Yesterday afternoon, the five students whose capstone projects received distinction all gave presentations in front of an audience of a few hundred, including students, faculty, parents, and maybe even a few members of the community. They all did an impressive job, and showed tremendous poise. They also performed very well when receiving questions from the audience, showing a comfort both on stage and with the material they'd studied. The projects varied quite a bit, from a study of human perception from primarily a literary and philosophical point of view, to a study of just war theory and military response to terrorism, to a psychology experiment testing whether environmentalism corresponded to a "world view" under a particular definition, to a survey of wildfire managers about trying to reintroduce what used to be the natural wildfire cycle in BC, to a combined biological and social study of the factors influencing the spread of a particularly nasty virus in Bolivia. Everybody I talked to was quite impressed with what the students did, and I think that the first through third year students were a little scared by the standard that had been set.... (We must remember, however, that these were what we identified as the top five projects out of the 45 or 50 in the graduating class!)

It's pretty exciting to be a part of this experimental University. I'm just happy to be teaching again, but I'm particularly happy to be teaching at a place that really cares about teaching. Quest's mission is focused entirely around teaching. What's more, the students here by and large are great. At Vanderbilt, at least in my large introductory classes, I wouldn't see the whole class except on the day of an exam. Here, if one student is missing one day, I'm surprised, and will often e-mail afterwards to see what's up. Everybody comes to every class, pretty much; that's unheard of at most any other University. (I will say that in my upper division physics electives at Vanderbilt, generally almost everybody was there every day, but certainly not by any means in the introductory classes.)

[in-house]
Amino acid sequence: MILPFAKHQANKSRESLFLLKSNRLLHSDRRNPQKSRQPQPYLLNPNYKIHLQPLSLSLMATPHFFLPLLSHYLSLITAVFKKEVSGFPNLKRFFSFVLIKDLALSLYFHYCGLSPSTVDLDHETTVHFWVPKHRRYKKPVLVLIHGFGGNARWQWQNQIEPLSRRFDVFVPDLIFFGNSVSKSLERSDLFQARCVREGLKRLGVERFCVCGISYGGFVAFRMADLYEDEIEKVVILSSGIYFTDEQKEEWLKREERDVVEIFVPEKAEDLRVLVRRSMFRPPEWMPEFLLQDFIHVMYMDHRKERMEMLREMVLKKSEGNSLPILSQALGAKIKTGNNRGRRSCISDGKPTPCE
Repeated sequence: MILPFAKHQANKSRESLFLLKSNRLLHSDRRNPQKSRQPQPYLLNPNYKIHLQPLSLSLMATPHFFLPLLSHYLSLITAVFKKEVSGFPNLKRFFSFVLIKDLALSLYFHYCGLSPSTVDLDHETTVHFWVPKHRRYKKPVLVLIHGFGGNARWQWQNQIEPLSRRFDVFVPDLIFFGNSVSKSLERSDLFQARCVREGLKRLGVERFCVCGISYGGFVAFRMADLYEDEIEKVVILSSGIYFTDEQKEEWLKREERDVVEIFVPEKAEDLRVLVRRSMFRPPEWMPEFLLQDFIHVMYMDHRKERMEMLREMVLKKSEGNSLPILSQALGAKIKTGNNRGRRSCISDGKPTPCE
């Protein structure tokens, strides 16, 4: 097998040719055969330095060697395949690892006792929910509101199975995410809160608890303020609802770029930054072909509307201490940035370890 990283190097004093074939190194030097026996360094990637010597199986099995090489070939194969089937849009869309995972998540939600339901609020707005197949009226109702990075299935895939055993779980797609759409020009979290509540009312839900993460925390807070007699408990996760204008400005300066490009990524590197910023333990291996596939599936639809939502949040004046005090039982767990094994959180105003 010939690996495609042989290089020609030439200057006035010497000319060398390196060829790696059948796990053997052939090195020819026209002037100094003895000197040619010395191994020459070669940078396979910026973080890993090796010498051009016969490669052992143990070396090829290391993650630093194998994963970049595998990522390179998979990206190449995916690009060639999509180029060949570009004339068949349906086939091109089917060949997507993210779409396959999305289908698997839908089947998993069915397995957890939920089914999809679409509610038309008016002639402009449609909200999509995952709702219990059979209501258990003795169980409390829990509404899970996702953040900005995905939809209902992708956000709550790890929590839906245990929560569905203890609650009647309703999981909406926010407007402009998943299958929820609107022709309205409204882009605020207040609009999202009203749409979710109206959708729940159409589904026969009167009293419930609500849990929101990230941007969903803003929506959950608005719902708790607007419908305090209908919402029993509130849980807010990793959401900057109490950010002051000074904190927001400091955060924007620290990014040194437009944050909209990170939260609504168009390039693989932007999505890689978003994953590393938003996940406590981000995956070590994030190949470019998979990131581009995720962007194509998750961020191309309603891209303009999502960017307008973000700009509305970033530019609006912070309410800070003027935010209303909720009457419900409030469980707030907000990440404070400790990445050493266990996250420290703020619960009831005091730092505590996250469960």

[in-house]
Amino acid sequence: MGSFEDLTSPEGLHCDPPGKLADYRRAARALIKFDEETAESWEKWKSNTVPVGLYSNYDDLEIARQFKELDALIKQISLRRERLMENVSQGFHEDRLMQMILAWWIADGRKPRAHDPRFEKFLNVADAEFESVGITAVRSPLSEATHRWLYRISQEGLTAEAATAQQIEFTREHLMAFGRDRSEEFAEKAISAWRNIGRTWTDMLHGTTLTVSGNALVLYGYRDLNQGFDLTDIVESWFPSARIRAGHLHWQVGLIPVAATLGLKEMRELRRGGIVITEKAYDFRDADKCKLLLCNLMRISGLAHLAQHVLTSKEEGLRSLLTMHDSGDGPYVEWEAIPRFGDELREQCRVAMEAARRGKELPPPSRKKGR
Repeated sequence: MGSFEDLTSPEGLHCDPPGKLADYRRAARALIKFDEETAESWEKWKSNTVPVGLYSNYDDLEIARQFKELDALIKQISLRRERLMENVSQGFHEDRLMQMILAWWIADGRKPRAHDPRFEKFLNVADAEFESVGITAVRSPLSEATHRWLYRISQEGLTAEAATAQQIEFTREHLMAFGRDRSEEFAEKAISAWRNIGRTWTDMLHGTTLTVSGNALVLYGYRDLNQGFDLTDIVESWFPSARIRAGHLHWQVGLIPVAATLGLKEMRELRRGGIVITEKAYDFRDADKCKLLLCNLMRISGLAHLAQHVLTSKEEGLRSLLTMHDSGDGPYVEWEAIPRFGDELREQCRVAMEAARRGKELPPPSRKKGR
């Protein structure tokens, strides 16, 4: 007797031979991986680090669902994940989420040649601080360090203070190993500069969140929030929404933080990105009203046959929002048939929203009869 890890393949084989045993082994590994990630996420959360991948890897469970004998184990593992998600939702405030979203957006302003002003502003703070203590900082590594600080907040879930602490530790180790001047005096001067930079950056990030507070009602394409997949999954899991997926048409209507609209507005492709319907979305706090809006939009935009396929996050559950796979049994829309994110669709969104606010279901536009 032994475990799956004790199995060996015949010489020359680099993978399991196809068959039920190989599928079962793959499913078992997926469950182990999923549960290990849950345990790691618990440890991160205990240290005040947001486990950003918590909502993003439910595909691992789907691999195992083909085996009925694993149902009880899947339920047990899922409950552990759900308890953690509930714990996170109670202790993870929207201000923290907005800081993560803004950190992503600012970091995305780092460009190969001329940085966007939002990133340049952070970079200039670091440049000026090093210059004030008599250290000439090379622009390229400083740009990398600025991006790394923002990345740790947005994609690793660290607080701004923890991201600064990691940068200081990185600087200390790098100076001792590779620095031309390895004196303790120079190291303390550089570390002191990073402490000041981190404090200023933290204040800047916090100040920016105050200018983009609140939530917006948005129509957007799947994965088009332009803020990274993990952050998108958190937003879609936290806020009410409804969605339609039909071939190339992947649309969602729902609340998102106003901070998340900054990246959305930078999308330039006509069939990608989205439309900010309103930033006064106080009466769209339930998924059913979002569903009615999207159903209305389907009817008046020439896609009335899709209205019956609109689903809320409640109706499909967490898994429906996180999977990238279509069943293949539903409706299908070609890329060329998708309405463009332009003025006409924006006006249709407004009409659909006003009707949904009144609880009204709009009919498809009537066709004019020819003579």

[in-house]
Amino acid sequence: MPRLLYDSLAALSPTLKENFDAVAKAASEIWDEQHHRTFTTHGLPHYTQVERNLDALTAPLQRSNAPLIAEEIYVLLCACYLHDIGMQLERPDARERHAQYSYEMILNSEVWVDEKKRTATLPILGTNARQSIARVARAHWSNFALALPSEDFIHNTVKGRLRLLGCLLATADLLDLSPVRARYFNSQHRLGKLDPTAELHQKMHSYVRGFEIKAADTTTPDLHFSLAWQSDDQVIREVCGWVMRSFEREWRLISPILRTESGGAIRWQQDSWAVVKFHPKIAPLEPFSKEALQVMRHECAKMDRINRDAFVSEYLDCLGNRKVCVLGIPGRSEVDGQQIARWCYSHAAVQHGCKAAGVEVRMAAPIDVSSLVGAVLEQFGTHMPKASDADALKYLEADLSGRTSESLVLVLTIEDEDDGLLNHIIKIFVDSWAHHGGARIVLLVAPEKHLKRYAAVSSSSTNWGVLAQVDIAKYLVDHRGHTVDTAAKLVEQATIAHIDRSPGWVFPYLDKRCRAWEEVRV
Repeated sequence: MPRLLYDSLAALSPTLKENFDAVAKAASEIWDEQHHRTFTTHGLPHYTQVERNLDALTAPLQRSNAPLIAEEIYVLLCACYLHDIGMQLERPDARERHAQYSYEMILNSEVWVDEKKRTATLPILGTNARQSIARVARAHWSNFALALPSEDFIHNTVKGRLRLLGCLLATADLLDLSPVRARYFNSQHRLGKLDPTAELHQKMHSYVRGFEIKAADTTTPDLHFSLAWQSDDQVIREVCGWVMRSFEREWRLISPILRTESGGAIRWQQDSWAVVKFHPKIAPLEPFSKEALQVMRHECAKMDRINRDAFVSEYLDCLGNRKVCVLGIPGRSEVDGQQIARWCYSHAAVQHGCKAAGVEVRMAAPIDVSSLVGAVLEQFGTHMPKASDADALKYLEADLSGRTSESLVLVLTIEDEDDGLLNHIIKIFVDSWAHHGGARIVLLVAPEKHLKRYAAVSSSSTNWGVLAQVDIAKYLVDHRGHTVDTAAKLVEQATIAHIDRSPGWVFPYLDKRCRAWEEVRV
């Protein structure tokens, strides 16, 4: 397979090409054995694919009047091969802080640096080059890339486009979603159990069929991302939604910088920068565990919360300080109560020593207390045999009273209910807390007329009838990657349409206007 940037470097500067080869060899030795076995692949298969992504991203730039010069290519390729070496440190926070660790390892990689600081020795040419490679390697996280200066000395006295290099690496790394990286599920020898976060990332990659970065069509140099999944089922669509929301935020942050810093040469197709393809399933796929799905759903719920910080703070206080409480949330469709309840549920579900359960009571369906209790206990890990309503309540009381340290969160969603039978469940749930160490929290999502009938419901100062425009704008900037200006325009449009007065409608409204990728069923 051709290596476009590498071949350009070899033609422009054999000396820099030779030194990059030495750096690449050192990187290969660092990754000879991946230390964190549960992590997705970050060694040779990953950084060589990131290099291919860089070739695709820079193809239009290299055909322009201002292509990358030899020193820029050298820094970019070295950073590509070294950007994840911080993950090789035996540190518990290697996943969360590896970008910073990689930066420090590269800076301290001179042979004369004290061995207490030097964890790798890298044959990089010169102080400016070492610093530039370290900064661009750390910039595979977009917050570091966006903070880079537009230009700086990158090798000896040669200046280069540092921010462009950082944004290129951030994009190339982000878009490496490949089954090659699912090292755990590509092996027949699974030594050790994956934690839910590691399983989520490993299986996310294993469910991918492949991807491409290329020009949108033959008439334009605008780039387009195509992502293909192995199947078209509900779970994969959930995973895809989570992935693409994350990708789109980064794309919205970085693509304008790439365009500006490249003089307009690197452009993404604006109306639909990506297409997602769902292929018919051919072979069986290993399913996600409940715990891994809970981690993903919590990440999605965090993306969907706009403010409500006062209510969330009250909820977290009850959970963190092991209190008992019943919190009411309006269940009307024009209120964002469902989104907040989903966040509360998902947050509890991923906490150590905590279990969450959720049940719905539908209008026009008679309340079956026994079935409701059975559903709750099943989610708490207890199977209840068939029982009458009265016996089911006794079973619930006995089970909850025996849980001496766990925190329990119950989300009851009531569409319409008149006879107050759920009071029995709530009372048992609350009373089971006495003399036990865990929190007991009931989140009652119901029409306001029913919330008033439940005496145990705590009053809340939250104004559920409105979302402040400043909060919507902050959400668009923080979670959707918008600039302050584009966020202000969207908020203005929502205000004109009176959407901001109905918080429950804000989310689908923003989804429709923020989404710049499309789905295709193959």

After today, Quest will for the first time have alumni. I hope it has many more, and I hope that I'm able to stay around for a few decades and participate in this experiment.

## Teaching Quantum Mechanics to "Liberal Arts" Students

Before I even get started, I have to get defensive about the "scare quotes" around "Liberal Arts" in the title. The word "Liberal Arts" students is used to mean a lot of different things. The context I'm using it in here could very easily be interpreted as the context that I most dislike, hence the scare quotes. Often, when science types talk about "liberal arts" students, there is a subtext of "people who can't handle math and science"... that is, somebody who, at least as far as the study of science goes, is a lesser. That's not what I'm talking about here. I'm talking about "liberal arts" students as in the vast majority of students who are at higher end colleges and universities in North America. Students who aren't getting a technical degree, whose studies aren't "training", but who are studying a broad range of topics with the goal of becoming broadly educated. Yes, even many/most physics majors are "liberal arts" students, because they do things other than just pure physics. Even some engineering majors are this!

At Quest University, students in their first two years take (for the most part) classes that are part of a "Foundation Program". There are 16 of these classes, five of which are science courses (which I think is pretty impressive, if you compare the ratio of science that shows up at most places). One of these is "Energy & Matter". This course has never been extremely well-defined, and indeed each time it's been taught it's been a different course, but at its core is the course in the Foundation that introduces students to physical science at the fundamental level. (Another meta-course, "Earth, Oceans, and Space", is about the "larger systems" applications of physical science.) Thus, it's been taught as standard introductory chemistry course, among various other ways. The last time I taught it, I tried to go for my own ideas as to what the most important things to get out of a course with that title would be. The result was mostly physics, with some chemistry mixed in.